set.seed(1)
count <- 1
inverses <- vector(mode = "list", 100)

set <- 0:2 # the set of numbers to sample from

repeat {

  # sample the first value
  x <- sample(set, 1)
  # if the first value is zero, the second and third one are not allowed to be zero.
  new_set <- ifelse(x == 0, setdiff(set, 0), set)
  # sample the second and third value
  x <- c(x, sample(new_set, 2, replace = T))
  # calculate which 4th number would result in a singular matrix
  not_allowed <- abs(-x[3] * x[2] / x[1])
  # remove this number from the set
  new_set <- setdiff(0:2, not_allowed)
  # sample the fourth value and build the matrix
  x <- matrix(c(x, sample(new_set, 1)), 2, 2)

  inverses[[count]] <- solve(x)
  count <- count + 1
  if (count > 100) break
}

This procedure is a guarantee that all generated matrices will have an inverse.

share|improve this answer
    
+1 I was just about to add this. –  Matthew Plourde Dec 27 '12 at 19:32
    
In some cases, a matrix with determinant of zero (or really close to zero if the matrix is big) can still have an inverse matrix. For example, A <- diag(rep(0.000000000001,1000)) det(A). But A is invertible. –  Patrick Li Dec 27 '12 at 22:42
    
I actually made up this simple example. The real problem is much more complicated but it also involves taking the inverse of a big matrix and sometimes solve gives me error messages. It is not possible to follow your update to get a non-singular matrix. –  Patrick Li Dec 27 '12 at 22:52
1  
@PatrickLi If the matrix is invertible, its determinant must be different from zero. In your example, A is a non-singular matrix but due to rounding issues entailed by the small numbers, the function det(A) returns zero. If you have a look at determinant(A), you will see the (log) determinant is different from zero. Hence, a better test than det(A) == 0 would be is.finite(determinant(A)$modulus). –  Sven Hohenstein Dec 28 '12 at 7:27

try is just a way of telling R: "If you commit an error inside the following parentheses, then skip it and move on."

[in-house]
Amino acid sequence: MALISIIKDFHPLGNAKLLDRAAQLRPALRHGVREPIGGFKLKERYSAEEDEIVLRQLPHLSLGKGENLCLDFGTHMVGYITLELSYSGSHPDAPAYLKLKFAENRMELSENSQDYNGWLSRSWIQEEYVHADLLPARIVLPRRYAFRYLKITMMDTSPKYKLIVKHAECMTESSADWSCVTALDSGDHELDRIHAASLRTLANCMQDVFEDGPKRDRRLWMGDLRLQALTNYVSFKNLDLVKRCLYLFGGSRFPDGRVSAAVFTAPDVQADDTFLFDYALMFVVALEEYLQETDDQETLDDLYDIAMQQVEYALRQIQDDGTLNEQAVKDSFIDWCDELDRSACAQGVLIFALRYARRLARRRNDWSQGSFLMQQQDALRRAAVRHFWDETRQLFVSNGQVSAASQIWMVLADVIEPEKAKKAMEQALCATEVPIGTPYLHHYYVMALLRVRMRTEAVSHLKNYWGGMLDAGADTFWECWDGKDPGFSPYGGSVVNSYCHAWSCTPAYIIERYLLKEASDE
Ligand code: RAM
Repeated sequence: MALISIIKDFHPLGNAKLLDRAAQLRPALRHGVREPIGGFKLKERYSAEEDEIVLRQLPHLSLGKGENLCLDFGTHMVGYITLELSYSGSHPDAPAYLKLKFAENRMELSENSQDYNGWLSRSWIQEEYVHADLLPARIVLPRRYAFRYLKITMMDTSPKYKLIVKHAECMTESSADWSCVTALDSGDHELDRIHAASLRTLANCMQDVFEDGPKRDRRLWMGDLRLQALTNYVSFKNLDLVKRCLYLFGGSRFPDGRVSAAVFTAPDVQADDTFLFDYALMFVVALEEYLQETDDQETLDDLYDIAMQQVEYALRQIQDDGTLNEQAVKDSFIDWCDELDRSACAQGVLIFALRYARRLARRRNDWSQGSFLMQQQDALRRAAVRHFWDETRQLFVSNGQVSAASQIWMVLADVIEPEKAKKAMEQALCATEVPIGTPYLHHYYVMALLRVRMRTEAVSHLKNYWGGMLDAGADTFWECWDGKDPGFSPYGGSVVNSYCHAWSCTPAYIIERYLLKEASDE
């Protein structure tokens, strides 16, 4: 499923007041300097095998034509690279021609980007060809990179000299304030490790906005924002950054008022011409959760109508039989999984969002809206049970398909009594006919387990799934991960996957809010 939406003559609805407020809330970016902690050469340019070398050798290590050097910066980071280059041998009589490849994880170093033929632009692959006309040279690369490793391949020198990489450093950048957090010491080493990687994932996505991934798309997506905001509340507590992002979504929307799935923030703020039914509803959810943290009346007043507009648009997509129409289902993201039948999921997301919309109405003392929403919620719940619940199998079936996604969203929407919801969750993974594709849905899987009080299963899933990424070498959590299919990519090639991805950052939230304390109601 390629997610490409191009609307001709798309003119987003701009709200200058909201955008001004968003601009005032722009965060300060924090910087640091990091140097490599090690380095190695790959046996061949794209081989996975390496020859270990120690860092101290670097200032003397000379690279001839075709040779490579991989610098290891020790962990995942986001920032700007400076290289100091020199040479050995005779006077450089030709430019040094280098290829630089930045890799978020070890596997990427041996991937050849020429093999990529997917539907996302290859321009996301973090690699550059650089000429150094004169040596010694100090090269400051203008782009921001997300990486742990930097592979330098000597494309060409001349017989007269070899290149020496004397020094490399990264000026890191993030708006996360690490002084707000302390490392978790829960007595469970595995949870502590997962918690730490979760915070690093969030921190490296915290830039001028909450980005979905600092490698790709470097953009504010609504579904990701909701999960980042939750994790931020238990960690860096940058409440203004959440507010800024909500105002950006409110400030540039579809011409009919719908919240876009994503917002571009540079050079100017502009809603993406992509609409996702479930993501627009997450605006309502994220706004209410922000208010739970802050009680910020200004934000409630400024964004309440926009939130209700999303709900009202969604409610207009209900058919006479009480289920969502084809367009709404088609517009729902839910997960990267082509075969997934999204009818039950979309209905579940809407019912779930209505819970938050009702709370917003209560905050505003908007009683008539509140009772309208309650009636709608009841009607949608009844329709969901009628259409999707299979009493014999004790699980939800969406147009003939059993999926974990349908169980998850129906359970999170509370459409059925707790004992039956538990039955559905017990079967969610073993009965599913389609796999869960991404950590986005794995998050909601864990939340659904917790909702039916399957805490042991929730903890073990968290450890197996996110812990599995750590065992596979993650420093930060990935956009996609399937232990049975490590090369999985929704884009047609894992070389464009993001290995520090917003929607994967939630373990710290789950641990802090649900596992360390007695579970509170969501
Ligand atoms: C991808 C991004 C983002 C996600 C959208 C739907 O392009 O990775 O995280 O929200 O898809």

So if you're worried that x <- matrix(sample(0:2, 4, replace = T), 2, 2) might give you an error, then all you have to do is:

try(x <- matrix(sample(0:2, 4, replace = T), 2, 2))

However, keep in mind then that x will be undefined if you do this and it ends up not being able to compute the answer. That could cause a problem when you get to solve(x) - so you can either define x before try or just "try" the whole thing:

try(
      {
      x <- matrix(sample(0:2, 4, replace = T), 2, 2)
      inverses[[count]] <- solve(x)
      }
    )
share|improve this answer
    
you can assign x outside of the call to try, as in: x <- try(matrix(.etc.)) Then test x's class –  Ricardo Saporta Aug 8 '13 at 18:36

The documentation for try explains your problem pretty well. I suggest you go through it completely.

Edit: The documentation example looked pretty straightforward and very similar to the op's question. Thanks for the suggestion though. Here goes the answer following the example in the documentation page:

# `idx` is used as a dummy variable here just to illustrate that
# all 100 entries are indeed calculated. You can remove it.
set.seed(1)
mat_inv <- function(idx) {
    print(idx)
    x <- matrix(sample(0:2, 4, replace = T), nrow = 2)
    solve(x)
}
inverses <- lapply(1:100, function(idx) try(mat_inv(idx), TRUE))
share|improve this answer
    
A suggestion to read the documentation thoroughly isn't an answer. –  Matthew Plourde Dec 27 '12 at 19:03
    
I didn't downvote it, but you just referred to the general function of try without addressing his question –  Señor O Dec 27 '12 at 19:04